Knowledge of tuberculosis and factors responsible for low case detection in the Amansie Central District, Ghana

Author(s): Eugenia Afoakwa(a) and John Taylor(b)

a Faculty of Public Health and Allied Sciences, Department of Public Health. Catholic University College, Fiapre, Ghana.

b Department of Biochemistry, Kwame Nkrumah University of Science and Technology, Kumasi, Ghana.

 Correspondence: John Taylor [email protected]yahoo.com

Abstract

Background: Tuberculosis (TB) case detection rate has remained consistently low in the Amansie Central District despite the implementation of the National TB Programme (NTP).

Objective: To assess the factors influencing this low case detection of TB.

Method: Information was collected from 120 individuals and 40 health workers were randomly selected from four health facilities that provided TB treatment.

Results: All patients had a good knowledge of TB. There was no statistical association between patients knowledge and educational level (p>0.05). However, knowledge on the causes of TB was strongly associated with occupation (p<0.05). 53% of patients indicated health facilities as the first place of visit when sick and how they are received was dependent on education (p=0.005) and marital status(p<0.05); 60% of health workers were not trained on the NTP despite 93% being aware of the programme, and 62.5% reported not initiating contact tracing after disease confirmation. Only 34 of the 120 patients reported health workers visiting them regarding TB.

Conclusion: Development of interventions such as HCW training on TB treatment and care, and establishing referral networks that bring TB information and services closer to community members can contribute to improved TB case notification.

Keywords: tuberculosis case detection, knowledge of tuberculosis, health-seeking behaviour, Health worker attitude, Ghana.

 

Introduction

There are huge gaps in the performance of national tuberculosis (TB) control programmes [1]. It is estimated that 3.7 million TB cases, including 1.6 million with sputum smear positive disease, were not reported by the Direct Observed Treatment Strategy (DOTS) programmes [2].

Attempts to curb and control this problem led to the WHO-CIDA INITIATIVE which began in 2009 in Ghana, with the aim of addressing the country’s low detection of TB cases. This initiative successfully detected 15% additional TB cases over the period 2009 to 2013 leading to an interim achievement [3]. The incidence of new cases worldwide is falling too slowly at around 1%/year and levels of case detection and successful treatment are far too low. Globally, only 12% of the estimated cases were detected in 2009 and less than 5% were properly treated [4].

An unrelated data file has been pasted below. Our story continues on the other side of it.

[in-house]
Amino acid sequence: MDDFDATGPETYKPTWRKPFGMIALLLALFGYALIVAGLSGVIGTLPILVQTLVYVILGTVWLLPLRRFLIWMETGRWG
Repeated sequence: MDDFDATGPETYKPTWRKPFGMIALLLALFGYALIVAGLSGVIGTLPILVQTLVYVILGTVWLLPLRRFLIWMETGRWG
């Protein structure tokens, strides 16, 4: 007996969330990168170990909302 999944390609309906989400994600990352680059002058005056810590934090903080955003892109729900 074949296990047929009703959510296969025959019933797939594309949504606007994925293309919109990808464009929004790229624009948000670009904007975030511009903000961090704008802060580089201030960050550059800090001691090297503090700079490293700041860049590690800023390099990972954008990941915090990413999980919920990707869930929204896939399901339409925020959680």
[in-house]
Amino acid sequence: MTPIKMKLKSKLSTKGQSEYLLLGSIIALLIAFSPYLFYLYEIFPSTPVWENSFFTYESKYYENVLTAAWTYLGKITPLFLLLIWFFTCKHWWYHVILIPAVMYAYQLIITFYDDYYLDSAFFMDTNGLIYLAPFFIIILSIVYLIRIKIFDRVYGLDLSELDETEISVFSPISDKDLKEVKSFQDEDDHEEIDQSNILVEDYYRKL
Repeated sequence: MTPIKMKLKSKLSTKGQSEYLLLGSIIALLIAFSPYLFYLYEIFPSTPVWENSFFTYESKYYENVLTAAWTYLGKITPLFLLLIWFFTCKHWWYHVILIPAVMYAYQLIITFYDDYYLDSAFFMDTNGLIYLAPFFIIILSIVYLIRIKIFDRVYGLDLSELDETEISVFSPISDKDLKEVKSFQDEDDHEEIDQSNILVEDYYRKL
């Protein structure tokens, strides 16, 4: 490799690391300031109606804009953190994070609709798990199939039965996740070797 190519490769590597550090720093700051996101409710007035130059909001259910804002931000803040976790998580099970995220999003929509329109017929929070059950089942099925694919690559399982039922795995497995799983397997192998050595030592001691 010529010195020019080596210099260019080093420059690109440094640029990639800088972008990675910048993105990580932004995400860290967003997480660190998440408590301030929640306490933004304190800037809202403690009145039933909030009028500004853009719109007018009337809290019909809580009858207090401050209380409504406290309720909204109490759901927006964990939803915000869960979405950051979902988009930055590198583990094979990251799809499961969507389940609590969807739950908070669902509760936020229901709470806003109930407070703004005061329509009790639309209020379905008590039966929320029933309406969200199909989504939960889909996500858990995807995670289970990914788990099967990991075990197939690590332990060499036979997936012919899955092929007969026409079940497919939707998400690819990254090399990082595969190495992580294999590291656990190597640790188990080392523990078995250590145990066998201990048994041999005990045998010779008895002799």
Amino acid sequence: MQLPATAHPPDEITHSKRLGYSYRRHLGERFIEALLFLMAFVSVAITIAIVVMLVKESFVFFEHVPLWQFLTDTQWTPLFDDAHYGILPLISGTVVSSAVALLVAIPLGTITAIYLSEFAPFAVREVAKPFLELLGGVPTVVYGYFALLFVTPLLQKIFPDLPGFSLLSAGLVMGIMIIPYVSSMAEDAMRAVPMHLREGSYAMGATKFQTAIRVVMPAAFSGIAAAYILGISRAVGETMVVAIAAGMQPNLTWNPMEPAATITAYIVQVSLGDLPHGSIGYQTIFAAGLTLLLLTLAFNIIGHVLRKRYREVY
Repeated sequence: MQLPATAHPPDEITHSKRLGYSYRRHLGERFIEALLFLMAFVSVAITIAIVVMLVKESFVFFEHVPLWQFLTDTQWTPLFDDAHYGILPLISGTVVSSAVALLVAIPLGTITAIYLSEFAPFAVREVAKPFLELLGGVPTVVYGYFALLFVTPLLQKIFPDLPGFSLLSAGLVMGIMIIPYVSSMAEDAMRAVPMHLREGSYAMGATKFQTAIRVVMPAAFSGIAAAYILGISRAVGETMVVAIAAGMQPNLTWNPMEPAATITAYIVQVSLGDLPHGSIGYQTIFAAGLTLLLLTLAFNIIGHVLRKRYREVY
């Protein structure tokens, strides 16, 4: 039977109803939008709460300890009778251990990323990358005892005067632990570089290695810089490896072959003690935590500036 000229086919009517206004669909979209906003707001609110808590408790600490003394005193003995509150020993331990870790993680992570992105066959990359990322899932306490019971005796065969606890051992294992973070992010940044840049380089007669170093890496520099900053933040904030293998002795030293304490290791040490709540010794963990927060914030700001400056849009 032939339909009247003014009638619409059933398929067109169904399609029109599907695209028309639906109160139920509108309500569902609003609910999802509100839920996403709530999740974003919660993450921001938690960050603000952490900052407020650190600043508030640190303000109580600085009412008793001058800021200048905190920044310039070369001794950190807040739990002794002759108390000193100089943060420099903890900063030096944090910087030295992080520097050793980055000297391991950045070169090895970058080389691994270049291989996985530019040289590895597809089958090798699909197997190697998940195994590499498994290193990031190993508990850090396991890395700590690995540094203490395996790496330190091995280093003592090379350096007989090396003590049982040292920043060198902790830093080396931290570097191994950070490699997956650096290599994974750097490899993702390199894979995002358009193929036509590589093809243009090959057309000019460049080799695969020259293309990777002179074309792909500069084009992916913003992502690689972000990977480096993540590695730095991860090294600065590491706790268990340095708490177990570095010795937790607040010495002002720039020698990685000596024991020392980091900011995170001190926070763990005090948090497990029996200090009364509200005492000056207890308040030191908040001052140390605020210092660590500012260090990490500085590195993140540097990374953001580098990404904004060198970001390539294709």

According to the Tuberculosis Surveillance Unit, in the Ashanti region of Ghana, only 2101 of the 9583 expected cases were detected in 2008, only 2106 out of 9910 in 2009, and only 1101 out of 10219 cases in 2010. Case detection rate has remained below 25% from 2010 to 2015 [4]. Also in the Amansie Central District in the Ashanti region of Ghana, 45 out of 107 expected cases were detected in 2014 and only 18.2% in 2015.

This has been the trend in most districts and regions in Ghana leading many to hypothesize that, either the projections are exaggerated, the cases in the communities are not reporting to the health facilities or the cases are not being detected at the health facilities [4] which led to this study.

We sought to gain a deeper understanding of the reasons and assess the factors influencing the persistently low TB case detection rates in the District. The contextual scope is to detail and examine behavioural changes and socio-demographic influences through quantitative and qualitative analysis of data. It focuses primarily on knowledge of TB, health-seeking behaviour and attitudes of healthcare providers. Our purpose was to understand the main bottle necks in TB case detection, and provide evidence based recommendations for improving TB case detection and informing policy decisions in Ghana.

Methodology

This was a randomized cross-sectional study conducted between March and May 2017 in the Amansie Central District, Ghana among four of the 12 health institutions that provide TB treatment. A total of randomly selected 120 patients present in these 4 health facilities agreed to participate in the study. Forty health workers (doctors, nurses, midwives) were also selected.

Information was collected through interviews by public health students using structured questionnaires.

The study was approved by the Committee on Human Research Publication and Ethics (CHRPE) of the School of Medical Sciences, KNUST and Komfo Anokye Teaching Hospital.

Data entry and analysis was done using SPSS version 20. Quantitative data were used to generate simple descriptive information. The chi-square test was used to determine association and dependence among variables.

Results and discussion

Socio-Demographic characteristics of study participants